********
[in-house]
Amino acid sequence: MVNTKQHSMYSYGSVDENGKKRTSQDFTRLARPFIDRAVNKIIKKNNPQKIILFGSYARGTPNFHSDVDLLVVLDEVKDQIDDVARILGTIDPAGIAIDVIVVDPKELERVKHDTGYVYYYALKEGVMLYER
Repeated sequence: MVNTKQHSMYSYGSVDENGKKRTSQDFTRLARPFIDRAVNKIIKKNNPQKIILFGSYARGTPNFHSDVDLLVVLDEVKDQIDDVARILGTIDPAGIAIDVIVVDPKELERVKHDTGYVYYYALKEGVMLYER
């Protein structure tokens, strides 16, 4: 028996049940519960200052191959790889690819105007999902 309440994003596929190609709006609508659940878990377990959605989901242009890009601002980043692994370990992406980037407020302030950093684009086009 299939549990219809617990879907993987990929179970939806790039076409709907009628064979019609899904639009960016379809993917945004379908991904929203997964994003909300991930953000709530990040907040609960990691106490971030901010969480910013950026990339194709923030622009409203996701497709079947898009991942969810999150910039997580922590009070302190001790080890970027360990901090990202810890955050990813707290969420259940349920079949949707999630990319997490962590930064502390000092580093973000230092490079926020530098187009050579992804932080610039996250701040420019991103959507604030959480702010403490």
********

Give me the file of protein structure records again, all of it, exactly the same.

[in-house]
Amino acid sequence: MVNTKQHSMYSYGSVDENGKKRTSQDFTRLARPFIDRAVNKIIKKNNPQKIILFGSYARGTPNFHSDVDLLVVLDEVKDQIDDVARILGTIDPAGIAIDVIVVDPKELERVKHDTGYVYYYALKEGVMLYER
Repeated sequence: MVNTKQHSMYSYGSVDENGKKRTSQDFTRLARPFIDRAVNKIIKKNNPQKIILFGSYARGTPNFHSDVDLLVVLDEVKDQIDDVARILGTIDPAGIAIDVIVVDPKELERVKHDTGYVYYYALKEGVMLYER
């Protein structure tokens, strides 16, 4: 028996049940519960200052191959790889690819105007999902 309440994003596929190609709006609508659940878990377990959605989901242009890009601002980043692994370990992406980037407020302030950093684009086009 299939549990219809617990879907993987990929179970939806790039076409709907009628064979019609899904639009960016379809993917945004379908991904929203997964994003909300991930953000709530990040907040609960990691106490971030901010969480910013950026990339194709923030622009409203996701497709079947898009991942969810999150910039997580922590009070302190001790080890970027360990901090990202810890955050990813707290969420259940349920079949949707999630990319997490962590930064502390000092580093973000230092490079926020530098187009050579992804932080610039996250701040420019991103959507604030959480702010403490």